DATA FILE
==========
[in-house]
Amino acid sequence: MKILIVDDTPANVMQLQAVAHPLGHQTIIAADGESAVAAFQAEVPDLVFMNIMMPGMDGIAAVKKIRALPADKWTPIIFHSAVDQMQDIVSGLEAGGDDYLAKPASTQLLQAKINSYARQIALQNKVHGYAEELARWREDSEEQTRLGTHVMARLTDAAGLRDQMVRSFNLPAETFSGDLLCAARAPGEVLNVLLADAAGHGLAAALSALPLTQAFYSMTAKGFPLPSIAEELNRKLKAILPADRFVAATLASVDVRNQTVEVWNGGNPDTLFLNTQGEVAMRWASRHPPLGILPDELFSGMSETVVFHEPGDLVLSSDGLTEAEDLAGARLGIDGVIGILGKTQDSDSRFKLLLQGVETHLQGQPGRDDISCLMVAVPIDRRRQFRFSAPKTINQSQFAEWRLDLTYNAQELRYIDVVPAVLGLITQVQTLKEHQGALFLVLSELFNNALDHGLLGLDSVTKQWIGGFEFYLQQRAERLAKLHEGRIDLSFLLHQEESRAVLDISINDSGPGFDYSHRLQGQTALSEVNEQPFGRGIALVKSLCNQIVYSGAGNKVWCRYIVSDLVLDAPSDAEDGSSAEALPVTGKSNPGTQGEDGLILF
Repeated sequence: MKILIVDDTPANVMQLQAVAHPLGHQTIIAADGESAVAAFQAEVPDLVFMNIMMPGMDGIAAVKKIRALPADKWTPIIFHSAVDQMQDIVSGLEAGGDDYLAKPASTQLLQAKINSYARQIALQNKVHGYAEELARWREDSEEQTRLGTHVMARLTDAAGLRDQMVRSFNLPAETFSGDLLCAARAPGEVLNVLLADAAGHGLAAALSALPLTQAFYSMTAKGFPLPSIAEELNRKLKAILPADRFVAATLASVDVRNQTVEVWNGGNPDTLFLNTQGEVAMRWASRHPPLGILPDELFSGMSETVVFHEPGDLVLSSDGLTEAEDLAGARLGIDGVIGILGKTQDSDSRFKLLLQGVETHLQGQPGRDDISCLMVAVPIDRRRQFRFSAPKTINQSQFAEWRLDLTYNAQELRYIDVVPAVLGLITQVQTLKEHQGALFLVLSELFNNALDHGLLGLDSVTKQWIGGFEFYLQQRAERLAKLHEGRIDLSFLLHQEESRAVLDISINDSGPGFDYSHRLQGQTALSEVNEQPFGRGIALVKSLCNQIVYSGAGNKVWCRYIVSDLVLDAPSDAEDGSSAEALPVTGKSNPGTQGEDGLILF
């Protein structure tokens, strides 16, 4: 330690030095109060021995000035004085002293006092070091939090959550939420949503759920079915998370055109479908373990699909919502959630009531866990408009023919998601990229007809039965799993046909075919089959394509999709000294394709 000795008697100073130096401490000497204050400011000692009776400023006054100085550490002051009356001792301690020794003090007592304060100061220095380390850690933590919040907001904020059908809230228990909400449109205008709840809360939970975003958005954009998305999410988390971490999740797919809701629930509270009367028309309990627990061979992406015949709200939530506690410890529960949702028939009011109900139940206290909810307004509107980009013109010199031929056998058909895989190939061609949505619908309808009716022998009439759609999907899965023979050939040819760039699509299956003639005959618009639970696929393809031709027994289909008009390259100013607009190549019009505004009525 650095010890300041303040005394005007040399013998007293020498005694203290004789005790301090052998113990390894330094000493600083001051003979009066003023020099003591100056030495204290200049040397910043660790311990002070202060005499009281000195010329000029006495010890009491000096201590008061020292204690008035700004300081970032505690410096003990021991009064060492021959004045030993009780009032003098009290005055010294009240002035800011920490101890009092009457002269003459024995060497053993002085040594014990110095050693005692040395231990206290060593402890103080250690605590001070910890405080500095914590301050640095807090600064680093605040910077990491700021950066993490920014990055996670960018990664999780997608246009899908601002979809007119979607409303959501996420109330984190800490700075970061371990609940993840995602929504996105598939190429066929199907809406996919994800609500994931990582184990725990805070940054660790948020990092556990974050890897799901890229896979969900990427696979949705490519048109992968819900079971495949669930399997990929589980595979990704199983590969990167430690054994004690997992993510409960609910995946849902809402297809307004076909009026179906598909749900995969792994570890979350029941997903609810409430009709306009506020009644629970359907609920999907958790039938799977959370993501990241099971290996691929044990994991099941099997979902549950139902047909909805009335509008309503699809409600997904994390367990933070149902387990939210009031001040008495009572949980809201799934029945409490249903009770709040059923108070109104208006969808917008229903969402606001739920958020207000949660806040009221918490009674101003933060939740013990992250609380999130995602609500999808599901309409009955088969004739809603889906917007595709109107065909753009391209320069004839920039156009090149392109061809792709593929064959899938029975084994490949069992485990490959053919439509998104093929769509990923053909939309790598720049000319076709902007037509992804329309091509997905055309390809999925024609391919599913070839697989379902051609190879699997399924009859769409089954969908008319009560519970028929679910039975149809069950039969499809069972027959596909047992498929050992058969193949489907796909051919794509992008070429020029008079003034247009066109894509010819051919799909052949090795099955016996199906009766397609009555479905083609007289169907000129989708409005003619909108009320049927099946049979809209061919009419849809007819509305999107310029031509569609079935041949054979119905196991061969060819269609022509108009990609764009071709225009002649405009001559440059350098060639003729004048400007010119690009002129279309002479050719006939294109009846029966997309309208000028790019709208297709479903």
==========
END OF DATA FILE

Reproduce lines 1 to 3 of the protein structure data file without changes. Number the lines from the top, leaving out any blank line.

[in-house]
Amino acid sequence: MKILIVDDTPANVMQLQAVAHPLGHQTIIAADGESAVAAFQAEVPDLVFMNIMMPGMDGIAAVKKIRALPADKWTPIIFHSAVDQMQDIVSGLEAGGDDYLAKPASTQLLQAKINSYARQIALQNKVHGYAEELARWREDSEEQTRLGTHVMARLTDAAGLRDQMVRSFNLPAETFSGDLLCAARAPGEVLNVLLADAAGHGLAAALSALPLTQAFYSMTAKGFPLPSIAEELNRKLKAILPADRFVAATLASVDVRNQTVEVWNGGNPDTLFLNTQGEVAMRWASRHPPLGILPDELFSGMSETVVFHEPGDLVLSSDGLTEAEDLAGARLGIDGVIGILGKTQDSDSRFKLLLQGVETHLQGQPGRDDISCLMVAVPIDRRRQFRFSAPKTINQSQFAEWRLDLTYNAQELRYIDVVPAVLGLITQVQTLKEHQGALFLVLSELFNNALDHGLLGLDSVTKQWIGGFEFYLQQRAERLAKLHEGRIDLSFLLHQEESRAVLDISINDSGPGFDYSHRLQGQTALSEVNEQPFGRGIALVKSLCNQIVYSGAGNKVWCRYIVSDLVLDAPSDAEDGSSAEALPVTGKSNPGTQGEDGLILF
Repeated sequence: MKILIVDDTPANVMQLQAVAHPLGHQTIIAADGESAVAAFQAEVPDLVFMNIMMPGMDGIAAVKKIRALPADKWTPIIFHSAVDQMQDIVSGLEAGGDDYLAKPASTQLLQAKINSYARQIALQNKVHGYAEELARWREDSEEQTRLGTHVMARLTDAAGLRDQMVRSFNLPAETFSGDLLCAARAPGEVLNVLLADAAGHGLAAALSALPLTQAFYSMTAKGFPLPSIAEELNRKLKAILPADRFVAATLASVDVRNQTVEVWNGGNPDTLFLNTQGEVAMRWASRHPPLGILPDELFSGMSETVVFHEPGDLVLSSDGLTEAEDLAGARLGIDGVIGILGKTQDSDSRFKLLLQGVETHLQGQPGRDDISCLMVAVPIDRRRQFRFSAPKTINQSQFAEWRLDLTYNAQELRYIDVVPAVLGLITQVQTLKEHQGALFLVLSELFNNALDHGLLGLDSVTKQWIGGFEFYLQQRAERLAKLHEGRIDLSFLLHQEESRAVLDISINDSGPGFDYSHRLQGQTALSEVNEQPFGRGIALVKSLCNQIVYSGAGNKVWCRYIVSDLVLDAPSDAEDGSSAEALPVTGKSNPGTQGEDGLILF